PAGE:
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Ladybugs diet influences effectiveness as biocontrol agent

Date:
January 11, 2013
Source:
United States Department of Agriculture - Research, Education and Economics
Summary:
Ladybugs are deployed as biological controls of insect pests like aphids and Colorado potato beetles. By examining what lady beetles eat, scientists are learning more about the movement of these beneficial insects in farm fields -- and whether they'll actively feed on crop pests.

ARS scientists are investigating how the diet of a lady beetle diet alters its feeding patterns in hopes of making them a better biological control of such pests as aphids and the Colorado potato beetle.
Credit: Image courtesy of United States Department of Agriculture - Research, Education and Economics

By examining what lady bugs eat, U.S. Department of Agriculture (USDA) scientists are learning more about the movement of these beneficial insects in farm fields -- and whether they'll actively feed on crop pests.

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Agricultural Research Service (ARS) entomologist Jonathan Lundgren at the agency's North Central Agricultural Research Laboratory in Brookings, S.D., and former ARS entomologist Michael Seagraves were part of a team of ARS and university scientists that examined how a lady beetle's diet alters its feeding patterns and physiology. ARS is USDA's chief intramural scientific research agency.

Lady beetles are deployed as biological controls of insect pests like aphids and Colorado potato beetles. Understanding the feeding behavior of these important beneficial insects will help researchers find ways to most effectively use the lady beetles as biocontrol agents.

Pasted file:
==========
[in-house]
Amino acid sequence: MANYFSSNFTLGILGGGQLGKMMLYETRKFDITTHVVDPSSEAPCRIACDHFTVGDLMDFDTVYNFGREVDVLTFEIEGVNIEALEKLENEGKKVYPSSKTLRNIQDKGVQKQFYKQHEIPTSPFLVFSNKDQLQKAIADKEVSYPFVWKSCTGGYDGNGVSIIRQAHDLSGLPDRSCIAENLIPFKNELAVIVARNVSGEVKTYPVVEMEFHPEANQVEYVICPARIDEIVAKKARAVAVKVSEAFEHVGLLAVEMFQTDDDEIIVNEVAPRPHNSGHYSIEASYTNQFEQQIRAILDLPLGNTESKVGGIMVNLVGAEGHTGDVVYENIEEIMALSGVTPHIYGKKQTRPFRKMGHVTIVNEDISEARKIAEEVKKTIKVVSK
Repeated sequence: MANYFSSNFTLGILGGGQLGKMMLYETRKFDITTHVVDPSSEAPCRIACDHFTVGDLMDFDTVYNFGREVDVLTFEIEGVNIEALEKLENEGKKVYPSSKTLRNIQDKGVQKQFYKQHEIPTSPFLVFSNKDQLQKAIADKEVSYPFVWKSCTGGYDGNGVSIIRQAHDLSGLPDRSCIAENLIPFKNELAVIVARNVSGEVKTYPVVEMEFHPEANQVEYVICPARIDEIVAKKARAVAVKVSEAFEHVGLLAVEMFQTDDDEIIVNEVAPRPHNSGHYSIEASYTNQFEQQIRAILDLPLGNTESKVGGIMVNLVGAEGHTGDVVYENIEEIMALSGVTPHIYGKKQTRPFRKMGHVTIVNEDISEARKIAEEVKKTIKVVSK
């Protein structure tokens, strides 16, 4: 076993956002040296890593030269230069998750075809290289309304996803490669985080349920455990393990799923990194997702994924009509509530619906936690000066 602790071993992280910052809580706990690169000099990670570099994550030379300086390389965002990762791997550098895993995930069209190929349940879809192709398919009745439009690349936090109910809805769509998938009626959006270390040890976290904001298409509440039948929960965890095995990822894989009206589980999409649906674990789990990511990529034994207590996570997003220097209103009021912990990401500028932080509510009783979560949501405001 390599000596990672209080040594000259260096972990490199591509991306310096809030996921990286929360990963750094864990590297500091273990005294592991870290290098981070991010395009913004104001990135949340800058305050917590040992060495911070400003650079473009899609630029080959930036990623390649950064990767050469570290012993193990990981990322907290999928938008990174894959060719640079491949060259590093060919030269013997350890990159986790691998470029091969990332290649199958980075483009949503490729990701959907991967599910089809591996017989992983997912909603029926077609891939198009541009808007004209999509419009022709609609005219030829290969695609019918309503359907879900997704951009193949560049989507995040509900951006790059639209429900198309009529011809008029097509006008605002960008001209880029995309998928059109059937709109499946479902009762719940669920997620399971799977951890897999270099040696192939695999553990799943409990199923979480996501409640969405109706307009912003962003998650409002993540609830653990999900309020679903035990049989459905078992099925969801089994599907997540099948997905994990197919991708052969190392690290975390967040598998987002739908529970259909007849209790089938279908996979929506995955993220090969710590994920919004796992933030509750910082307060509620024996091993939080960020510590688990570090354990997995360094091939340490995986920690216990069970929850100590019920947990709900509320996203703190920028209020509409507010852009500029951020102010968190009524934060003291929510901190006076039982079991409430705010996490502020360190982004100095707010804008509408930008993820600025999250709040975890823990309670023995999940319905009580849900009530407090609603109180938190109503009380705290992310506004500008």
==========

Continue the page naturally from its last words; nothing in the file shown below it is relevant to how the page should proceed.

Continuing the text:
In laboratory feeding tests, the researchers found that a lady beetle species called Coleomegilla maculata consumes two to three times more plant tissue after being fed a prey-only diet than after being fed a mixed diet of prey and plant tissue. This suggests that plant material is providing some key nutrients lacking in prey-only diets. It is important to recognize that non-prey foods contain different nutrients than insect prey, and that beetles that are fed mixed diets are often healthier that those fed only on prey, according to Lundgren.

In a followup study, Lundgren and his colleagues found that sugar consumption by lady beetles allows females to survive and produce more eggs than those denied this sweet treat. Foods like sugar and pollen are important components of their diets, and it is thought that lady beetles rely heavily on sugar resources in the field. In this study, Lundgren and Seagraves applied sugar sprays to soybeans and quantified the frequency of sugar feeding by analyzing the gut contents of common lady beetles in South Dakota, Maryland and Kentucky.

According to Seagraves, all the tested lady beetles regularly consumed sugar-like nectar in soybean fields, even when it wasn't applied as a supplement. However, the sugar-sprayed plots had more lady beetles than the untreated plots. This research makes the case that sugar-feeding is very important for lady beetle populations in cropland and suggests a possible way to help maintain beneficial species in agroecosystems.


Story Source:

The above story is based on materials provided by United States Department of Agriculture - Research, Education and Economics. The original article was written by Sharon Durham. Note: Materials may be edited for content and length.


Cite This Page:

United States Department of Agriculture - Research, Education and Economics. "Ladybugs diet influences effectiveness as biocontrol agent." ScienceDaily. ScienceDaily, 11 January 2013. <www.sciencedaily.com/releases/2013/01/130111110920.htm>.
United States Department of Agriculture - Research, Education and Economics. (2013, January 11). Ladybugs diet influences effectiveness as biocontrol agent. ScienceDaily. Retrieved January 26, 2015 from www.sciencedaily.com/releases/2013/01/130111110920.htm
United States Department of Agriculture - Research, Education and Economics. "Ladybugs diet influences effectiveness as biocontrol agent." ScienceDaily. www.sciencedaily.com/releases/2013/01/130111110920.htm (accessed January 26, 2015).

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